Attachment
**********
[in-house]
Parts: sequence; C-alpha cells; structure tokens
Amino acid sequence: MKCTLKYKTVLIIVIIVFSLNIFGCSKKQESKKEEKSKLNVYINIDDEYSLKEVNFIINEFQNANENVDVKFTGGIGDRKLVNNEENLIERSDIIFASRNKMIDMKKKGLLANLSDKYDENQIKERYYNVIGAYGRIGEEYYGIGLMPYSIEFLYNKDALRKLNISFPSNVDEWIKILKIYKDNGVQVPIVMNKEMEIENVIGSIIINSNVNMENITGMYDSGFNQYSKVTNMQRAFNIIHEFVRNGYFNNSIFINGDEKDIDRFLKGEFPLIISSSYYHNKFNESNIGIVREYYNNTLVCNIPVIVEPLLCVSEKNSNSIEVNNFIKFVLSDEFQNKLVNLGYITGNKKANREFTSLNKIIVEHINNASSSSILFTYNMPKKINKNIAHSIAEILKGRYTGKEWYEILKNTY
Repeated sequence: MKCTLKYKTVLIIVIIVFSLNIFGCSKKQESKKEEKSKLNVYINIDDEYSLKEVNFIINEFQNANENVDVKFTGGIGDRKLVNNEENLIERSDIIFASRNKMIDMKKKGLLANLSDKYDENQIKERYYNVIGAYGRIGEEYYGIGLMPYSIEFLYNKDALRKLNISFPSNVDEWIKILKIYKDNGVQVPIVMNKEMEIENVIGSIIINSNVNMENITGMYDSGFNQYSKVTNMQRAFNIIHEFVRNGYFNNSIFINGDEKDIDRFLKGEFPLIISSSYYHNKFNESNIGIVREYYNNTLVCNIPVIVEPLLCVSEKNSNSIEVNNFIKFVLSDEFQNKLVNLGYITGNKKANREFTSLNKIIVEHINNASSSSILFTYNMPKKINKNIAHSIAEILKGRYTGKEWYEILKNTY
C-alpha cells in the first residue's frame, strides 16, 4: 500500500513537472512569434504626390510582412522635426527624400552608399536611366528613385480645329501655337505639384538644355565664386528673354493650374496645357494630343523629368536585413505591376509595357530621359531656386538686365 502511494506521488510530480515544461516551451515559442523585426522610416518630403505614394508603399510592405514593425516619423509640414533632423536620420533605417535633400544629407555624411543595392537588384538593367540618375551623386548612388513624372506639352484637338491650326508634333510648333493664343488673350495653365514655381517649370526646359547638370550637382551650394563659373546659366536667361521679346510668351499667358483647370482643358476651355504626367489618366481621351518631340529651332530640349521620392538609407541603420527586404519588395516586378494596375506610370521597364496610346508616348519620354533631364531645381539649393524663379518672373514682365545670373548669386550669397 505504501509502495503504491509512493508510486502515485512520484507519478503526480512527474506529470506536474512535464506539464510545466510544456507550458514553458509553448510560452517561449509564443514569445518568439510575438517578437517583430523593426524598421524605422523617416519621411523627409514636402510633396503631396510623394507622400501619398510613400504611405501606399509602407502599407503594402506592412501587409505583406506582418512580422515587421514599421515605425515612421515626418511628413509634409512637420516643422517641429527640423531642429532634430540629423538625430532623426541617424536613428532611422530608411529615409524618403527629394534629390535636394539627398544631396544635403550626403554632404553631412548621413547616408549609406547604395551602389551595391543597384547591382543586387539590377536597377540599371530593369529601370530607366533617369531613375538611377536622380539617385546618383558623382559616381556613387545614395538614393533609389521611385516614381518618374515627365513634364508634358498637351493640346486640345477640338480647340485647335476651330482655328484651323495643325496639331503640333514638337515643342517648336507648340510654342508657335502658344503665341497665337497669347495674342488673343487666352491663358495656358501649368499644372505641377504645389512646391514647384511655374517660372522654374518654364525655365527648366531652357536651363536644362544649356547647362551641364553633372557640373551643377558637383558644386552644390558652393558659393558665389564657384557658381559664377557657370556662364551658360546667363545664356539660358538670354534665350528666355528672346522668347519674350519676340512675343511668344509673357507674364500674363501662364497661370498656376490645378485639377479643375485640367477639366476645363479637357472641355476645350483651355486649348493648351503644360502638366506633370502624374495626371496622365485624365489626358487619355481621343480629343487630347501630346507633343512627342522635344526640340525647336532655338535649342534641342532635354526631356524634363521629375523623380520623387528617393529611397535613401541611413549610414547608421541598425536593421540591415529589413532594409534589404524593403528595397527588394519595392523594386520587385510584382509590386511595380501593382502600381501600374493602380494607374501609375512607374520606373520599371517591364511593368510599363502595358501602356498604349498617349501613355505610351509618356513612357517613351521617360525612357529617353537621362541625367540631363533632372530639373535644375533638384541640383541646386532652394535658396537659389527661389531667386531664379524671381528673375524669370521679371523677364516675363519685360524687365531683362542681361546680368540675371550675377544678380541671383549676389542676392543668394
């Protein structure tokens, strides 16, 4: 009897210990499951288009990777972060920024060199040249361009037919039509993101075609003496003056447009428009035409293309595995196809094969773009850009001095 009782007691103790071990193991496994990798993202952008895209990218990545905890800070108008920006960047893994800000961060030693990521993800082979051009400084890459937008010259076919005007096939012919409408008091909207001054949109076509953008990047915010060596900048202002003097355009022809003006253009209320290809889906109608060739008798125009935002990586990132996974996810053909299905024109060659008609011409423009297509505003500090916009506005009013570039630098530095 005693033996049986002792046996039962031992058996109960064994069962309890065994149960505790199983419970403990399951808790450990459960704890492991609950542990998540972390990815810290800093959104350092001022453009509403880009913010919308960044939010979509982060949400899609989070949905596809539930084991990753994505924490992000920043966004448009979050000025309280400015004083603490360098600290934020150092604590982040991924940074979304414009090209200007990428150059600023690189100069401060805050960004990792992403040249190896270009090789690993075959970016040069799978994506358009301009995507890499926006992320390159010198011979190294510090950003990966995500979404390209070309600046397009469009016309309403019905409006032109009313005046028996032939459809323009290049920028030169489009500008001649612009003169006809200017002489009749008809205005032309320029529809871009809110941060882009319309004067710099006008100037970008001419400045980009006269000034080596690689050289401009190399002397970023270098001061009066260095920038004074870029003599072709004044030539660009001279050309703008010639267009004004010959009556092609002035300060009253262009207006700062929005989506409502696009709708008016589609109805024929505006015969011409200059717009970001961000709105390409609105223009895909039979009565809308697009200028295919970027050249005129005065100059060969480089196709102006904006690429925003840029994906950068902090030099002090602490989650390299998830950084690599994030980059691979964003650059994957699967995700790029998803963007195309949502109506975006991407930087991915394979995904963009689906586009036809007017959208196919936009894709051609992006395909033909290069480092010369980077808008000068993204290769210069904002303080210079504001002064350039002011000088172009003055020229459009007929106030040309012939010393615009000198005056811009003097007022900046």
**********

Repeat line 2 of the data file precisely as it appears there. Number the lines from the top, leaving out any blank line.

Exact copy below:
Parts: sequence; C-alpha cells; structure tokens